7. Oh- I forgot about Gant! I’d put him in the same general group with Wisler, Blair, Whalen group that look like their reasonable ceiling is mid- or back- end starter.

    It’s frustrating as hell to see all of our prospects struggle at the MLB level this year, but keep in mind that nearly every pitching prospect has a hard time at first, with notable exceptions like Jose Fernandez, Noah Syndergaard, Stephen Strasburg and Matt Harvey. It’s hard to stay patient and maintain perspective, and I get venting about things, but man, the wild swings from PROSPECT OPTIMISM! to DOOOOM! (and back) on here are a bit hard to take.

  8. It feels like maybe Braves fans are conflating all the rookie starters in to one guy. As if they aren’t 10 different guys individually trying to figure it out, but rather it’s the same guy starting every night and he’s like 150 starts into his career and he should really be better by now.

    Whalen can’t be good right away just because you sat through Wisler’s struggles already.

  9. I’d say calling up Sims would be lower risk. Obviously, he hasn’t earned it, but he’s gotten his share of experience in the high-minors. As a guy who is slowly falling out of prospect status, could be fun.

    I’d like to see De La Rosa get a win though, he might not be in the majors again. Not a ton feel good about, so that would be nice at least.

  10. It’s easy to lose sight of this, but keep in mind that Sims is younger than Newcomb and has advanced faster.

  11. IMO, the problem with our pitching prospects that have debuted these last few years is that they were NEVER by any expert prospect analyzer to have a ceiling of a top of the rotation starter.

    Wisler and Blair’s ceiling was mid-rotation.
    Gant, Whalen, and Tyrell’s ceiling was back-end.
    Folty is the one guy that nobody could pinpoint and most said he could range from a front-line starter to back-end bullpen guy, control pending.

    Many forget this due to the nature of their rankings, and maybe we should look at thinking about ranking by ceiling, not by proven stats at a higher level (no matter the mediocrity). For this reason, I never understood Wisler or Blair’s rankings.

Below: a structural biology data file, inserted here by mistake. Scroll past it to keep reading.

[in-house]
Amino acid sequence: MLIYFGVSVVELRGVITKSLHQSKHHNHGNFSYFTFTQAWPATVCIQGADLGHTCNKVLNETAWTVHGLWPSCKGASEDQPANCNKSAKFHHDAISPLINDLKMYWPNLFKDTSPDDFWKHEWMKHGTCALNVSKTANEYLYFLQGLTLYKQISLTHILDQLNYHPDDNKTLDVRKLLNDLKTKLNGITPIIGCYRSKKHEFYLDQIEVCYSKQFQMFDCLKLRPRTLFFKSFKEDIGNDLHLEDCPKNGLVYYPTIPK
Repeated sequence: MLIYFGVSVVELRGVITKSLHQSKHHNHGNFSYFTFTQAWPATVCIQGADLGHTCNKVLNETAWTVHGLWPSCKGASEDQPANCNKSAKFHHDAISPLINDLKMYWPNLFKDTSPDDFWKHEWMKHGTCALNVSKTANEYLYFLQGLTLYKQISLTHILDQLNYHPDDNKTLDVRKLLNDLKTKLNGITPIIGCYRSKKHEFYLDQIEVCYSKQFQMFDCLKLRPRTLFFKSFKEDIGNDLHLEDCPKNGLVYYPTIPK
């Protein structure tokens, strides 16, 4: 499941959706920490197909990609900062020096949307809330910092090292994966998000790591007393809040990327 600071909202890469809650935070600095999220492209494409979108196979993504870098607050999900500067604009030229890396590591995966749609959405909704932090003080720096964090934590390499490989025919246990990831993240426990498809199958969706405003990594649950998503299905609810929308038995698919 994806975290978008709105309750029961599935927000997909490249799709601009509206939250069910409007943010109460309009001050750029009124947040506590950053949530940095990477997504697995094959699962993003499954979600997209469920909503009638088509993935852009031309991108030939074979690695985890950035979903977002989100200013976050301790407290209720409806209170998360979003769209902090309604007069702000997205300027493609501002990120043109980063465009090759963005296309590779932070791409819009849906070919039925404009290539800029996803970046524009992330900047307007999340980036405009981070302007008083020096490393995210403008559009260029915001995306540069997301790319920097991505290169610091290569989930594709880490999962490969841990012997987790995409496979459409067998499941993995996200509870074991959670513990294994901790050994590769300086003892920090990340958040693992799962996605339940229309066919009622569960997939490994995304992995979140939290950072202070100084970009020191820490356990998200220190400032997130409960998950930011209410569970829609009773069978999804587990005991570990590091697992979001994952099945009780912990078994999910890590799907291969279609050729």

These guys all have a higher ceiling than the above: Anderson, Muller, Wentz, Allard, Newcomb, Weigel, Sims. From there, it’s a tier down no matter their current numbers. Example: Soroka is getting some recognition but should be looked at similarly to Wisler/Blair as he doesn’t have a projectible plus-plus pitch.

    However, even mentioning all of the above, none of our guys have been tabbed “front-line starter” (or at least that I’ve seen), rather a number 2-3.

  12. -ryan c: I had thought that Soroka was in the higher ceiling group also but trust your view is more informed. one prospect of note you left out: what about Fried?

  13. @11, This.

    More absolute rankings of prospects’ tools, less relative rankings of prospects against each other — and less relative rankings of our farm system against others.

    Also more inclusion of K/BB totals in a given prospect’s stat line if that’s what we’re going to do, and less of this earned runs stuff. We’re past that, especially in the minors.

  14. @12
    I was hasty when typing at number 11 and left off Fried, but his ceiling was stated at #2 starter.

    And aside from Ben Chase over at TT, I haven’t seen anything that has Soroka as a front-line guy.

  15. @13
    I really tried to do this in my rankings this year and disregard players with lower ceilings (but closer to bigs) until the 20-30 range. Looking back, I feel like I succeeded with 1 player being an exception: Mauricio Cabrera.

    My ranking for Touki might be low (16) as well, but his k/bb rate just doesn’t warrant anything higher for now, IMO.

  16. Its pretty foolish to speak of things like “ceilings” and “floors” as any kind of absolute. Ceilings and floors are reevaluated as players rise through the system. So what evaluation would we call “official?” When do we cast the “ceiling” and “floor” of a player in stone? On draft day? After their pro-debut? After their full-season-ball debut? Once they reach High-A?

    Guys close to the majors a) have had their “ceilings” reevaluated according to their performance against stiffer competition, and b) have seen their floors rise as they’ve become more likely to reach the majors. Any C-grade AAA prospect will have the floor of replacement-level, at least. That can’t be said of just any 17 year old in low-A.

    If you ignore proximity to the majors in ranking prospects, and rank only on ceilings, your list will be almost exclusively A-ball players. You will necessarily be selecting for low-minors players because everyone’s best-case-scenario is higher before they’ve faced a major-league average breaking ball. At some point you have to follow with ‘how could can they be,’ with ‘how likely is that to happen.’

  17. I’m very bullish on Soroka. In my book, he’s behind only Newcomb, Allard, and Anderson in the Braves’ system.